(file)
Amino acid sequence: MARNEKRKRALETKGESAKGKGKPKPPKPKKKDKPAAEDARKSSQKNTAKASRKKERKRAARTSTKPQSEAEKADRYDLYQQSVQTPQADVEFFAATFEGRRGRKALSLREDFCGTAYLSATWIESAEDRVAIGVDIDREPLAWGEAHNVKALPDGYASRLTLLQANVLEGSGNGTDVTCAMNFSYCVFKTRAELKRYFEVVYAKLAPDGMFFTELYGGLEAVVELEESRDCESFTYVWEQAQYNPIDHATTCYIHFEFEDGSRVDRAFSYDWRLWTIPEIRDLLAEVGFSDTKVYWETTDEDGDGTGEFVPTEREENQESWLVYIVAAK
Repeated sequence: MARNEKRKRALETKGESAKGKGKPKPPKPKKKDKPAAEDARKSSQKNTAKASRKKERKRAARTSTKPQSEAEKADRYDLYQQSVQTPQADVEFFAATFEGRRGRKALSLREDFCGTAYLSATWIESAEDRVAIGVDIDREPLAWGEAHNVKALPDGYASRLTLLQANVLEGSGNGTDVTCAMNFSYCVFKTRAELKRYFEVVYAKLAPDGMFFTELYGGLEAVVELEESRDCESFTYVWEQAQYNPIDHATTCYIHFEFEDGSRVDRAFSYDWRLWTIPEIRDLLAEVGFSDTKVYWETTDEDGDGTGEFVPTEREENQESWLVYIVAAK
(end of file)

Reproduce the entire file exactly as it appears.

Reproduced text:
Amino acid sequence: MARNEKRKRALETKGESAKGKGKPKPPKPKKKDKPAAEDARKSSQKNTAKASRKKERKRAARTSTKPQSEAEKADRYDLYQQSVQTPQADVEFFAATFEGRRGRKALSLREDFCGTAYLSATWIESAEDRVAIGVDIDREPLAWGEAHNVKALPDGYASRLTLLQANVLEGSGNGTDVTCAMNFSYCVFKTRAELKRYFEVVYAKLAPDGMFFTELYGGLEAVVELEESRDCESFTYVWEQAQYNPIDHATTCYIHFEFEDGSRVDRAFSYDWRLWTIPEIRDLLAEVGFSDTKVYWETTDEDGDGTGEFVPTEREENQESWLVYIVAAK
Repeated sequence: MARNEKRKRALETKGESAKGKGKPKPPKPKKKDKPAAEDARKSSQKNTAKASRKKERKRAARTSTKPQSEAEKADRYDLYQQSVQTPQADVEFFAATFEGRRGRKALSLREDFCGTAYLSATWIESAEDRVAIGVDIDREPLAWGEAHNVKALPDGYASRLTLLQANVLEGSGNGTDVTCAMNFSYCVFKTRAELKRYFEVVYAKLAPDGMFFTELYGGLEAVVELEESRDCESFTYVWEQAQYNPIDHATTCYIHFEFEDGSRVDRAFSYDWRLWTIPEIRDLLAEVGFSDTKVYWETTDEDGDGTGEFVPTEREENQESWLVYIVAAK